For three quarters Tuesday night, Lance Stephenson was the best player on the floor in a game that featured a handful of All-Stars, including a couple of all-time greats on the other team.
LeBron James and Dwyane Wade took over in the fourth quarter, leading the Miami Heat to a comeback win over Stephenson’s Indiana Pacers. But Stephenson’s 25-point, seven-assist, six-rebound performance was still awfully impressive.
It was the kind of performance that makes you wonder whether the Dallas Mavericks should reconsider their lack of interest in Stephenson as free agency approaches.
There’s a lot to like about the 6-foot-5, 230-pound Stephenson. He’s only 23 years old. He stuffs box scores, averaging 13.8 points, 7.2 rebounds and 4.6 assists for the East’s top seed this season. And he’s absolutely fearless.
But the Mavs’ front office doesn’t see Stephenson as a fit, particularly since they’d probably have to offer near a max contract to prevent the luxury-tax-fearing Pacers from matching it. (Stephenson is not a restricted free agent, but there’s no reason for him to leave Indiana if the money is equal.)
Then again, the Mavs’ interest in Monta Ellis was lukewarm at best at this time last year. We all know how that worked out, but the big difference here is that Stephenson isn’t desperate to escape his current situation and should have plenty of suitors in free agency.
So why wouldn’t the Mavs want Stephenson?
Well, we only have to flip the calendar back a few weeks to find a time when Stephenson was being heavily blamed for the Pacers’ demise. His behavior can often be politely described as erratic. He’s been accused of being selfish.
The Mavs have concerns about how Stephenson would fit in their culture. A strong argument could be made that he’d benefit from being around a bunch of veterans, but that atmosphere couldn’t keep Josh Howard, Lamar Odom and Delonte West from going south in recent seasons. It’s a risk the Mavs would rather not take for a player who would make an eight-figure salary and not have a perfect position fit.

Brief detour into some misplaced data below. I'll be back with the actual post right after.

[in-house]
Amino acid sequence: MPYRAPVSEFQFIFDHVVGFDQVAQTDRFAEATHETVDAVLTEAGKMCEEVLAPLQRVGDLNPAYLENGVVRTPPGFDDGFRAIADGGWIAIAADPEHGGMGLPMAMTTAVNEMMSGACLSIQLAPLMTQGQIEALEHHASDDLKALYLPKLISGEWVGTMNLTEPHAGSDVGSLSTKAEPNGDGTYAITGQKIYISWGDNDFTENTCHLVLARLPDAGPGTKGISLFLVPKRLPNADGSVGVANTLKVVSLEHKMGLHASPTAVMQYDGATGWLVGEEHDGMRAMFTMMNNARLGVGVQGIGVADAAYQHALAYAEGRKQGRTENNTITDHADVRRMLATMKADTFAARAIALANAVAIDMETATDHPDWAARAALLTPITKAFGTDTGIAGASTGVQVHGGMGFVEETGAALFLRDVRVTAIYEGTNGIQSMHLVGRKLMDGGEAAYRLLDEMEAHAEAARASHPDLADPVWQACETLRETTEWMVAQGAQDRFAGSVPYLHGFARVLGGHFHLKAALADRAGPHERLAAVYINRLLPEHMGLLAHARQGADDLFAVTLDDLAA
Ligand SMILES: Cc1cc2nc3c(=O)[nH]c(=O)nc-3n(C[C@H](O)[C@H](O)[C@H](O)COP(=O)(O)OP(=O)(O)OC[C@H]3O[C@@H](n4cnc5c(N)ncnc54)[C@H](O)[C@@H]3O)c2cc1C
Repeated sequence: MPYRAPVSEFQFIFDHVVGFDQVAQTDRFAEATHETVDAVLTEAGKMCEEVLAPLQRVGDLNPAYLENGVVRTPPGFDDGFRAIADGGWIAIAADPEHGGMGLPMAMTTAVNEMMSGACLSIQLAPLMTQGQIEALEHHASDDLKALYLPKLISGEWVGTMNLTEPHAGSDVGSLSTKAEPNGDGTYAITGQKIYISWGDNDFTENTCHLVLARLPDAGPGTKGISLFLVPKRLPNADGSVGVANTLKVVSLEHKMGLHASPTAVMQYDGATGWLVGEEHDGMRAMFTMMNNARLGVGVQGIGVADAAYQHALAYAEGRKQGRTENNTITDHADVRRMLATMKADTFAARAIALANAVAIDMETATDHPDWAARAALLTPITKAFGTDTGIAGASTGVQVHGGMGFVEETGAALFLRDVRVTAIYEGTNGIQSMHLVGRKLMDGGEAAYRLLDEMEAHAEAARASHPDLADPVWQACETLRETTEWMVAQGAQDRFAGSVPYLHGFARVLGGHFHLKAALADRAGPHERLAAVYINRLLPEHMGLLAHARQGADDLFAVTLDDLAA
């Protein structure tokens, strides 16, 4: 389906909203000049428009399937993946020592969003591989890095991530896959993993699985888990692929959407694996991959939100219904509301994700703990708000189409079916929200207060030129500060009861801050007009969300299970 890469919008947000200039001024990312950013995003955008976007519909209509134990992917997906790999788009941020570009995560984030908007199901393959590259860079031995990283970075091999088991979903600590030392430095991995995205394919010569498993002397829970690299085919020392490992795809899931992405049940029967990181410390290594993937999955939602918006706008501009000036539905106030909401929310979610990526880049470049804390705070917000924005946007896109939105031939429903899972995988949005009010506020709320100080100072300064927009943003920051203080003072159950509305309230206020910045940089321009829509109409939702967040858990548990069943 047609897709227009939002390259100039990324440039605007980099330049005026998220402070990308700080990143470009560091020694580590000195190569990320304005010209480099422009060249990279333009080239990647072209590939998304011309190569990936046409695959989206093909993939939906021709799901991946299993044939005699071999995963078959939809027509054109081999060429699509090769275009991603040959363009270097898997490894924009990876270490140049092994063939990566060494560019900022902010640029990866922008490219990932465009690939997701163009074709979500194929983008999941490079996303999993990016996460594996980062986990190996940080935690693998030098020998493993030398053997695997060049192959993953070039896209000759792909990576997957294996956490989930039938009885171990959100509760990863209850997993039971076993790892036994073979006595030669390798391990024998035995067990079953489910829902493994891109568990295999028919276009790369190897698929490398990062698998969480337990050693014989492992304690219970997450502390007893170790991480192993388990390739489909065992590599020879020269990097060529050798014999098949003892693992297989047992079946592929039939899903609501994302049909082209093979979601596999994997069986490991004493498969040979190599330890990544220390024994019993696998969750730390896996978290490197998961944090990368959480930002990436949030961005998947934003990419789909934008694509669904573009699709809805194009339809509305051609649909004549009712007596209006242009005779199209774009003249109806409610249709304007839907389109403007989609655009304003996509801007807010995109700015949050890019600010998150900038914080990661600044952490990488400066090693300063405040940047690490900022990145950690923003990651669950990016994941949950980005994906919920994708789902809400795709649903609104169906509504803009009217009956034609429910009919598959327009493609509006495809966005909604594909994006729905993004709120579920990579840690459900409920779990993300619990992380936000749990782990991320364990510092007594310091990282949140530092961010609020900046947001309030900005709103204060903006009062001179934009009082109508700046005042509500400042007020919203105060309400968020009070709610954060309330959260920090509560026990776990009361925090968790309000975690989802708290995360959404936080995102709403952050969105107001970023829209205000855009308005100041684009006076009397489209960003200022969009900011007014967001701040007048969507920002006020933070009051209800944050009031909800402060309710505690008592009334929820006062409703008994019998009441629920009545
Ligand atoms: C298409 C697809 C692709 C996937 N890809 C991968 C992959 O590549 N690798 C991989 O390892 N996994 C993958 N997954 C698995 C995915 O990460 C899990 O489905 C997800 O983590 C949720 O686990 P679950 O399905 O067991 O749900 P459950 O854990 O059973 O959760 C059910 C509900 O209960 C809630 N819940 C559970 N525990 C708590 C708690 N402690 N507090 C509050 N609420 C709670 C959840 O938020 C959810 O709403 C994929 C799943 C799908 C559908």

That leads to the basketball-specific concerns. How would Stephenson fit in the Mavs’ lineup? If he’s a small forward, he’d give up at least a couple of inches in height in every matchup. The Mavs don’t want to break up their starting backcourt of Jose Calderon and Ellis. (My suggestion is to make Ellis a Jet-like sixth man, but they never seem to take my advice seriously.)
While Stephenson ranks among the league leaders in assists by wing players, he tends to be a ball stopper, dribbling and dribbling as the shot clock ticks down. Could he fit in the Mavs’ flow offense? Could he be compatible with Ellis, another driver who needs the ball in his hands a lot to be at his best?
All indications are that the Mavs aren’t willing to make a major investment in Stephenson to find out the answers to all their questions and concerns.